RIAA and MPAA Litigation
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Thread: RIAA and MPAA Litigation

  1. #1

    RIAA and MPAA Litigation

    Allright, ladle and jelly-spoons, it seems like it's time to revert.

    Peer-to-pper file trading is LAZY. Yeah, that's right, LAZY. If you really want files online, you should have to at leasy TRY to find them, not just tpye in a search and get any god damn thing you want. I personally plan to stop using these services entirely, once I can convince enough people to do things the way it used to be done;


    FTP, friends. It is not at all difficult for a moderately-intelligent ocmputer user to set up an FTP, to which they can restrict access as they see fit. That means no BSA hounds or RIAA lawyers searching your computer to see if you've got "pirated" material (because when you "pirate" something, you're holind your cutlass to the throat of the helpless maidens that are these billion-dollar corporations. YOU BIG BULLY!)

    So set up an FTP. And don't tell everybody about it. and you won't get sued, and you'll still get to trade plenty of music. It's the future kids, and it looks just like the past.

    If you run Linux, you don't have an excuse not to be running an FTP.
    Unix, too.
    Windows users, Serv-U is easy to pirate.. i mean.. use.
    Mac users have it simple, too, I believe, (i wouldn't know, not being one)

    peace all.
    Hic ego barbarus, sum quillo non intelligor illis.
    Because they do not understand me, I am a barbarian.

  2. #2
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    Although the seemingly endless litigation by the RIAA isn't going to help the problem, I don't think the point of this site is to condone piracy. Delete this post before you get negative anti points

  3. #3

    Condoning Piracy?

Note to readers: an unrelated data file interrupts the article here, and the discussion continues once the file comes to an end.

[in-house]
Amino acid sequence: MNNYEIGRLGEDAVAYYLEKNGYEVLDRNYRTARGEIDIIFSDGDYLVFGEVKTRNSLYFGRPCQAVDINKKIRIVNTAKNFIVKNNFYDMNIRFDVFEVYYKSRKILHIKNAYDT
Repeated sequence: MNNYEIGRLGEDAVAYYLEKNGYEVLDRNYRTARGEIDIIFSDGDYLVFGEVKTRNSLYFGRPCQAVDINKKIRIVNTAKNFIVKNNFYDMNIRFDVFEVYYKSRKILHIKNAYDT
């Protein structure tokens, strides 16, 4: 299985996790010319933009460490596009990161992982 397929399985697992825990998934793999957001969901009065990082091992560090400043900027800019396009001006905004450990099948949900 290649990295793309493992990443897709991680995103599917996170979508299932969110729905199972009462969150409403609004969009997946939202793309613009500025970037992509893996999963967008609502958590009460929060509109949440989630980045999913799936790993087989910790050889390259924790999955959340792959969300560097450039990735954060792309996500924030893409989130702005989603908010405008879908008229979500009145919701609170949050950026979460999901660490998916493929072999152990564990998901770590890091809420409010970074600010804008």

Just so we're clear here, I don't condone piracy. The same way I don't condone illegal drug use.

    I dont think there's any such thing as piracy.

    Explain to me the difference between hearing a song once, for free, on the radio, and hearing a song as many times as you want to, when you want to. Is the convenience what makes it illegal? Or is it that the recording industry doesn't get to decide for you what oyu're listening to, which is a threat to their monopoly over the music you hear every day. I for one am really sick of hearing the same crap on the radio all the time, and if the only alternative happens to be called illegal right now, then put me right next to Henry David throeau for Civil Disobedience.

    (PS - first five people to list one good reason each why music shouldn't be free for people with internet access get a cookie.)

  4. #4
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    "Explain to me the difference between hearing a song once, for free, on the radio, and hearing a song as many times as you want to, when you want to. Is the convenience what makes it illegal? Or is it that the recording industry doesn't get to decide for you what oyu're listening to, which is a threat to their monopoly over the music you hear every day. I for one am really sick of hearing the same crap on the radio all the time, and if the only alternative happens to be called illegal right now, then put me right next to Henry David throeau for Civil Disobedience."


    The difference is hearing it when you want without advertisements and royalties being paid to the artists, no matter how big of a monopoly they are represented by. It's not the convienience that makes it illegal - its the unpaid convienience. And you can find plenty of independant artists that your aren't "forced" to listen to online - and sample their music via streaming online.

    And saying run an FTP to share copyrighted material to dodge the RIAA litigation doesnt condone piracy? right....

    edit2: thanks for the negative points.

  5. #5
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    Re: Condoning Piracy?

    Originally posted here by punchthebaby
    Just so we're clear here, I don't condone piracy. The same way I don't condone illegal drug use.

    Explain to me the difference between hearing a song once, for free, on the radio, and hearing a song as many times as you want to, when you want to.
    Let's see the first thing I can say is this. What you are doing is stealing. Plain and Simple

    As far as the radio goes do you pay for it no.